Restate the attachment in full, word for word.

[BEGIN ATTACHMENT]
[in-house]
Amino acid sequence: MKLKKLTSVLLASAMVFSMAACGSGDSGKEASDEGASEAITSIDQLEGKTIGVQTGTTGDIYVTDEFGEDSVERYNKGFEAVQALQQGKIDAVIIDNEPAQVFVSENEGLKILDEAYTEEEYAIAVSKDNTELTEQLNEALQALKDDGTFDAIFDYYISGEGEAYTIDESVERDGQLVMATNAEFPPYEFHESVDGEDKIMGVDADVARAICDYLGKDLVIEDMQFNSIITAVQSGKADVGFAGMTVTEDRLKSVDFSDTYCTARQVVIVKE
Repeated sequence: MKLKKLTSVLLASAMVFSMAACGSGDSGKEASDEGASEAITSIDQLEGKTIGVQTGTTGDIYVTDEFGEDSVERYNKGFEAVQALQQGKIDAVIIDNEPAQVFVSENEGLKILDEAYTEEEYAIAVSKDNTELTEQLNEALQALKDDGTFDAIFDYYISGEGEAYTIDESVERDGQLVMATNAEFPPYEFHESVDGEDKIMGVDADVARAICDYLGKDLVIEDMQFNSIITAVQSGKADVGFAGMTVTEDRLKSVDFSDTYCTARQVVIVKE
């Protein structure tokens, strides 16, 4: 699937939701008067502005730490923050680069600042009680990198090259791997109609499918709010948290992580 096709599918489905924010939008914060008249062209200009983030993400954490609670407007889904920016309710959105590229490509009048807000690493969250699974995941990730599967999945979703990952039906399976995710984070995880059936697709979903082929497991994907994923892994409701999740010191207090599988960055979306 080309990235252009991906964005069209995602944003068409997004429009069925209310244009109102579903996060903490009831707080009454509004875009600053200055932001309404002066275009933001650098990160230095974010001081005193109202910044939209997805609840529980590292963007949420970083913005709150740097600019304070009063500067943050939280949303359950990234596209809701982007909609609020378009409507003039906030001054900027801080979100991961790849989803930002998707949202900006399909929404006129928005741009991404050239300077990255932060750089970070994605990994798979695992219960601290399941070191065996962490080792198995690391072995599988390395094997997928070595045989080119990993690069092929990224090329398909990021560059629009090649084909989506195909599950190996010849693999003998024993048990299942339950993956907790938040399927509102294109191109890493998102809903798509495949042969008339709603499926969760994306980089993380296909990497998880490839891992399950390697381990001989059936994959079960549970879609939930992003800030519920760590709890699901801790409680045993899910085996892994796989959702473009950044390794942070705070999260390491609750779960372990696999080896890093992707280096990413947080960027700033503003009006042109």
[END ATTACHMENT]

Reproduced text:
[in-house]
Amino acid sequence: MKLKKLTSVLLASAMVFSMAACGSGDSGKEASDEGASEAITSIDQLEGKTIGVQTGTTGDIYVTDEFGEDSVERYNKGFEAVQALQQGKIDAVIIDNEPAQVFVSENEGLKILDEAYTEEEYAIAVSKDNTELTEQLNEALQALKDDGTFDAIFDYYISGEGEAYTIDESVERDGQLVMATNAEFPPYEFHESVDGEDKIMGVDADVARAICDYLGKDLVIEDMQFNSIITAVQSGKADVGFAGMTVTEDRLKSVDFSDTYCTARQVVIVKE
Repeated sequence: MKLKKLTSVLLASAMVFSMAACGSGDSGKEASDEGASEAITSIDQLEGKTIGVQTGTTGDIYVTDEFGEDSVERYNKGFEAVQALQQGKIDAVIIDNEPAQVFVSENEGLKILDEAYTEEEYAIAVSKDNTELTEQLNEALQALKDDGTFDAIFDYYISGEGEAYTIDESVERDGQLVMATNAEFPPYEFHESVDGEDKIMGVDADVARAICDYLGKDLVIEDMQFNSIITAVQSGKADVGFAGMTVTEDRLKSVDFSDTYCTARQVVIVKE
């Protein structure tokens, strides 16, 4: 699937939701008067502005730490923050680069600042009680990198090259791997109609499918709010948290992580 096709599918489905924010939008914060008249062209200009983030993400954490609670407007889904920016309710959105590229490509009048807000690493969250699974995941990730599967999945979703990952039906399976995710984070995880059936697709979903082929497991994907994923892994409701999740010191207090599988960055979306 080309990235252009991906964005069209995602944003068409997004429009069925209310244009109102579903996060903490009831707080009454509004875009600053200055932001309404002066275009933001650098990160230095974010001081005193109202910044939209997805609840529980590292963007949420970083913005709150740097600019304070009063500067943050939280949303359950990234596209809701982007909609609020378009409507003039906030001054900027801080979100991961790849989803930002998707949202900006399909929404006129928005741009991404050239300077990255932060750089970070994605990994798979695992219960601290399941070191065996962490080792198995690391072995599988390395094997997928070595045989080119990993690069092929990224090329398909990021560059629009090649084909989506195909599950190996010849693999003998024993048990299942339950993956907790938040399927509102294109191109890493998102809903798509495949042969008339709603499926969760994306980089993380296909990497998880490839891992399950390697381990001989059936994959079960549970879609939930992003800030519920760590709890699901801790409680045993899910085996892994796989959702473009950044390794942070705070999260390491609750779960372990696999080896890093992707280096990413947080960027700033503003009006042109």